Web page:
He told me that the Catholic soldier’s duty is clear: He could not kill any Iraqi because that would violate God’s laws. The fact that he’s part of the U.S. Army makes no difference, he said. Since the U.S. Army has no legitimate authority to wage war against Iraq, no U.S. soldier had the right, under God’s laws, to kill anyone, my friend said.
I said, “Then doesn’t this mean that when the U.S. military places him in a position of kill or be killed, he’ll have to let himself be killed”? My friend responded, “That is precisely what it means.”
Some might say that that’s simply ridiculous. But is it? Isn’t it instead the natural consequence of having signed a contract that places one’s self in that position—in a position of choosing between violating God’s laws by wrongfully killing another person or being killed by those who are defending their country against an illegal, unconstitutional, immoral U.S. war of aggression?
Many people suggest that it’s not the individual soldier’s fault that most of the people U.S. troops have killed (and maimed) in Iraq and Afghanistan had nothing to do with 9/11. Really? Didn’t the soldier voluntarily sign the contract that required him to obey whatever orders he is issued? And doesn’t the soldier still retain the option of refusing to kill and paying the consequences?
One of the most profound articles ever written on the individual responsibility of the soldier is “Conscience on the Battlefield” by Leonard E. Read, founder of The Foundation for Economic Education. The article revolves around a conversation that a dying soldier has with his conscience, especially on the point “Don’t blame me. I was just following orders.”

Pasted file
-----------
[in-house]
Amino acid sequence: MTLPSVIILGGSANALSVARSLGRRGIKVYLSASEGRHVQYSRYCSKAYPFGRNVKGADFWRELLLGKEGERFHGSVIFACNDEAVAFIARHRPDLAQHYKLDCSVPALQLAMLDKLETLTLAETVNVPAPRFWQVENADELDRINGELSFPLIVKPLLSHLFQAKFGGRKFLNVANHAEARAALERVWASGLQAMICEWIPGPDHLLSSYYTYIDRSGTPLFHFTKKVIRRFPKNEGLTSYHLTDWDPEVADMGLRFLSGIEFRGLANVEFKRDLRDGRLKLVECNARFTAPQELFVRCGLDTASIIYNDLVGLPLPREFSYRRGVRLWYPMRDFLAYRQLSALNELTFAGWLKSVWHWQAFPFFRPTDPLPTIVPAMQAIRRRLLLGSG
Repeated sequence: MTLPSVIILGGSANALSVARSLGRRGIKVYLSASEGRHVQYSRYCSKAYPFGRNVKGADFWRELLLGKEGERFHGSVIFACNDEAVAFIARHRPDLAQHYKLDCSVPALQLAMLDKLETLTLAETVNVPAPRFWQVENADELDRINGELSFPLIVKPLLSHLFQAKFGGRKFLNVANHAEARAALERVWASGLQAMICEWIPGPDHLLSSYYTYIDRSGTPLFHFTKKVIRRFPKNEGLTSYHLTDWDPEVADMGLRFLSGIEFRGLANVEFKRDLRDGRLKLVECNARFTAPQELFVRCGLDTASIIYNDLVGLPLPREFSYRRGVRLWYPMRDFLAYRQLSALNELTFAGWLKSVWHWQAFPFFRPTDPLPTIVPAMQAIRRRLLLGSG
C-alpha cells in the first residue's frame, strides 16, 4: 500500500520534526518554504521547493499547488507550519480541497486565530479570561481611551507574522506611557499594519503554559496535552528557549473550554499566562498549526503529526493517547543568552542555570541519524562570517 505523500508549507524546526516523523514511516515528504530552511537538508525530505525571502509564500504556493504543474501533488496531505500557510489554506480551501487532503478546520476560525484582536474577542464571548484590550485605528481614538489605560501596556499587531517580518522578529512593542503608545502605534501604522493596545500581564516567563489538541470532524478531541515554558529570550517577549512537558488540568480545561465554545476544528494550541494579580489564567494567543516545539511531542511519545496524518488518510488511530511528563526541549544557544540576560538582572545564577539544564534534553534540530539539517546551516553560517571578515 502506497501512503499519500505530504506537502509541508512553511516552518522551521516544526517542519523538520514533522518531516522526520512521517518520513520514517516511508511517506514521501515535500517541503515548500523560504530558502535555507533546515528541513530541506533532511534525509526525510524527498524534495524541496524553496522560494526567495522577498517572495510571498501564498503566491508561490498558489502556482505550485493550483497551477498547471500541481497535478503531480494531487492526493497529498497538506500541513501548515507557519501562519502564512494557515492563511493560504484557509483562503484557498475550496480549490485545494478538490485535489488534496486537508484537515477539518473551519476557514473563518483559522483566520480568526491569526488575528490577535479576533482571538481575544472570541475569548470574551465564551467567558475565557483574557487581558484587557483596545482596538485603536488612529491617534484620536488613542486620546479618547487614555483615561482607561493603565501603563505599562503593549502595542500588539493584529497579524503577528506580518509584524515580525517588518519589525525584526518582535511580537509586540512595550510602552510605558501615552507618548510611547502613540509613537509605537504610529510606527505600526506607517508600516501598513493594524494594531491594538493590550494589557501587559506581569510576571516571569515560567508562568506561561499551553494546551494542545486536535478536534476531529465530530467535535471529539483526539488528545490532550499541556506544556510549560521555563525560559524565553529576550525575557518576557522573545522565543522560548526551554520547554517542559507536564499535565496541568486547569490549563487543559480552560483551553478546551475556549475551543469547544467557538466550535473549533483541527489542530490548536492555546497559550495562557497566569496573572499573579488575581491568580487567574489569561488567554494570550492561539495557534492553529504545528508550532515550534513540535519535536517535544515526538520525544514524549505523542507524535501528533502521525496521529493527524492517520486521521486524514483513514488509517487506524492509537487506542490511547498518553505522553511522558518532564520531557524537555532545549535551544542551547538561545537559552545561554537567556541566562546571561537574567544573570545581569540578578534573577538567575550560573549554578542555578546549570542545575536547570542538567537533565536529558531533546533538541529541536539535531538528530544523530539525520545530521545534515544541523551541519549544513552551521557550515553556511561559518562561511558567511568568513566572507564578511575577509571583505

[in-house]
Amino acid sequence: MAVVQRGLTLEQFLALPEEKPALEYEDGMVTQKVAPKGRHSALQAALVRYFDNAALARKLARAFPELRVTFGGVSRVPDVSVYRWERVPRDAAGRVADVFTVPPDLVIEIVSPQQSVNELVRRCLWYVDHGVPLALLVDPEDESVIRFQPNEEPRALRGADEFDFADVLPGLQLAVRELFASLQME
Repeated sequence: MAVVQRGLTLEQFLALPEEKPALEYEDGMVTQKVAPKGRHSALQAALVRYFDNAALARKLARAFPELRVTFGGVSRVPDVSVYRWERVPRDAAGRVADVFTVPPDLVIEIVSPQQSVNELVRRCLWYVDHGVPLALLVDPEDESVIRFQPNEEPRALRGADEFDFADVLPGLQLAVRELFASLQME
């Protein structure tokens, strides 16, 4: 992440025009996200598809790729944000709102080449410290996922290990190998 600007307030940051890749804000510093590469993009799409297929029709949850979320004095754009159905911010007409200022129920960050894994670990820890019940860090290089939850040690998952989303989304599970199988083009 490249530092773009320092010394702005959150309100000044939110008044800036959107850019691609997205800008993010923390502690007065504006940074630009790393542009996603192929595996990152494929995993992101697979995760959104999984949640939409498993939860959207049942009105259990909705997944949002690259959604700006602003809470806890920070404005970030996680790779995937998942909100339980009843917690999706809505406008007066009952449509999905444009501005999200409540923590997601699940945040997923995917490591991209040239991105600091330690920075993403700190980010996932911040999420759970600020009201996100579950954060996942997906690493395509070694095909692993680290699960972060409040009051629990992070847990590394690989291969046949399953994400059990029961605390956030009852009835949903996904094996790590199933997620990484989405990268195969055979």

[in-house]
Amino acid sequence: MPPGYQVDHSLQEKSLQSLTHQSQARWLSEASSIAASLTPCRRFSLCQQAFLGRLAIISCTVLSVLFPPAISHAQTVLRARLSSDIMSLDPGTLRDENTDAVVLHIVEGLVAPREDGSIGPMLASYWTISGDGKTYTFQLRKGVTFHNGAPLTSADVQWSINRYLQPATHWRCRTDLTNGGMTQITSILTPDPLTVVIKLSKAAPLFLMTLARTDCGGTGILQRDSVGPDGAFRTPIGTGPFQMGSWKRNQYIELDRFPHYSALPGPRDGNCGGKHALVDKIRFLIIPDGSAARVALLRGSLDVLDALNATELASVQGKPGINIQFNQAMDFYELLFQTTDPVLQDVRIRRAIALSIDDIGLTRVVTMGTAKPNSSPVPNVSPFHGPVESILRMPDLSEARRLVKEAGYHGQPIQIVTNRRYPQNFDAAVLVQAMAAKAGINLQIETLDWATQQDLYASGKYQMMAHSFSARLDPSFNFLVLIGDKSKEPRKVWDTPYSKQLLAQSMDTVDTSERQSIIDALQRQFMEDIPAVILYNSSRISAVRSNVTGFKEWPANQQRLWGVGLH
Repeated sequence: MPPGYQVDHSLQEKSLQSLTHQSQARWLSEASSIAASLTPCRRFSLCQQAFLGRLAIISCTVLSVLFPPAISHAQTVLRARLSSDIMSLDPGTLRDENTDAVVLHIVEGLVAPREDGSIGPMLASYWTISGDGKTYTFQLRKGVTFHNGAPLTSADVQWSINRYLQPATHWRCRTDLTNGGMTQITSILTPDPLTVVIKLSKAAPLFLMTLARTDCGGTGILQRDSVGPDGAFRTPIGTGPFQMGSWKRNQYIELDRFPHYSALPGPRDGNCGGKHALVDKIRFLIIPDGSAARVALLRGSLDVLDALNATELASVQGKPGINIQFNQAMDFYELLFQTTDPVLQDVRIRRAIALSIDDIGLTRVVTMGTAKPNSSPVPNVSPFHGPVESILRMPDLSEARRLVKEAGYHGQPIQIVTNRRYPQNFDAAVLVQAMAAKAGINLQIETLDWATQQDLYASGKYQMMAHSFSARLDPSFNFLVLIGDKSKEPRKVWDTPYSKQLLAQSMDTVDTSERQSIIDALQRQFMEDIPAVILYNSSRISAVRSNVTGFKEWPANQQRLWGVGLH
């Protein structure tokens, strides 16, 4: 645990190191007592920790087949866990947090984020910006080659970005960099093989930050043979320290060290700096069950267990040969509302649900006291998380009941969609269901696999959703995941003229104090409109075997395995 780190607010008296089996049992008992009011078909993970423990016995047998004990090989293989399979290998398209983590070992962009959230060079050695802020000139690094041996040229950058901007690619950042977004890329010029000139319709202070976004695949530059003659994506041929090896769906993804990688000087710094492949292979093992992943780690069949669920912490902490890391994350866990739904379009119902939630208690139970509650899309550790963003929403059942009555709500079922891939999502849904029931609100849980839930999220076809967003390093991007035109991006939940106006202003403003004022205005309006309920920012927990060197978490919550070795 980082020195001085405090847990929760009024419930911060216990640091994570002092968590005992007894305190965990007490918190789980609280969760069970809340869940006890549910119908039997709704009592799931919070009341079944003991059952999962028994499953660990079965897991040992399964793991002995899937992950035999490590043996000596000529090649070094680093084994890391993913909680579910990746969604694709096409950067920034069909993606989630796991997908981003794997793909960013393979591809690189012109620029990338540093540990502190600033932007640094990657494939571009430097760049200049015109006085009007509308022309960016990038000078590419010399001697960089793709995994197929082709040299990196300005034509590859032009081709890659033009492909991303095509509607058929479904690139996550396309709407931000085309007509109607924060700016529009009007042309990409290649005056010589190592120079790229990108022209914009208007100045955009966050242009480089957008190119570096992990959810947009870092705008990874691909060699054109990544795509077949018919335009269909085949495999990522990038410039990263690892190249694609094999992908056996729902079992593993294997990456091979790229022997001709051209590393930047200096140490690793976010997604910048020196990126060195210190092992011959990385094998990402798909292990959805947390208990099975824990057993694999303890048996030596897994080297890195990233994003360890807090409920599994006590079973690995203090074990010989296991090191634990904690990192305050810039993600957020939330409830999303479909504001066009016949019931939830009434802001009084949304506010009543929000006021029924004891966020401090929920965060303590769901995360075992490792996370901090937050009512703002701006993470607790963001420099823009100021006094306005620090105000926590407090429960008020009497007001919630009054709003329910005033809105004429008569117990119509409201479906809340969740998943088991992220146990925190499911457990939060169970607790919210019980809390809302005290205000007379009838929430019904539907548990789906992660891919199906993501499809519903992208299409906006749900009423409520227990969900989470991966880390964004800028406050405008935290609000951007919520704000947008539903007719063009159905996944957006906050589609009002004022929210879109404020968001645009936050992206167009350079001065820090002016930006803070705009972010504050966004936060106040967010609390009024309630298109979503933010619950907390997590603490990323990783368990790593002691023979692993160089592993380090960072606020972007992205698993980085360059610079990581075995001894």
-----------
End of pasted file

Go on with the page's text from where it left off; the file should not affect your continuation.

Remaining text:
Unfortunately, this phenomenon of choosing obedience to orders above conscience does not only afflict the members of the military. It is also a pervasive force across society. You see it especially at sporting events, when people stand and praise the troops for “defending our freedoms.”
Do the people who do that ever stop to ask themselves whether the troops really are doing that? Do they ask themselves whether the Afghan, Iraqi, Pakistani, or Yemeni people are really trying to take away the freedom of the American people? Do they ever wonder why the troops can’t just be here at home defending our freedoms?
No, they don’t. They just blindly defer to authority. They support the troops regardless of what the troops are doing and why they are doing it. They automatically assume that the people the troops are killing deserve to die. They place their support of the troops above their individual conscience and their moral duty to support the laws of God.
In the process, they are doing a grave disservice not only to themselves but also to the soldiers they purport to support. If they genuinely supported the troops, they would be demanding their immediate return from Afghanistan so that they no longer would be placed in a position of having to choose between obeying God’s laws and military rules.
Assuming that all this applies to Bergdahl, he might yet have to pay a big price, including death, for having followed the dictates of his conscience by walking away from the battlefield and joining the ranks of those he had been ordered to kill. But at least he would have the solace of knowing that he placed his conscience and his devotion to the laws of God above the dictates of the U.S. military and its vast overseas empire.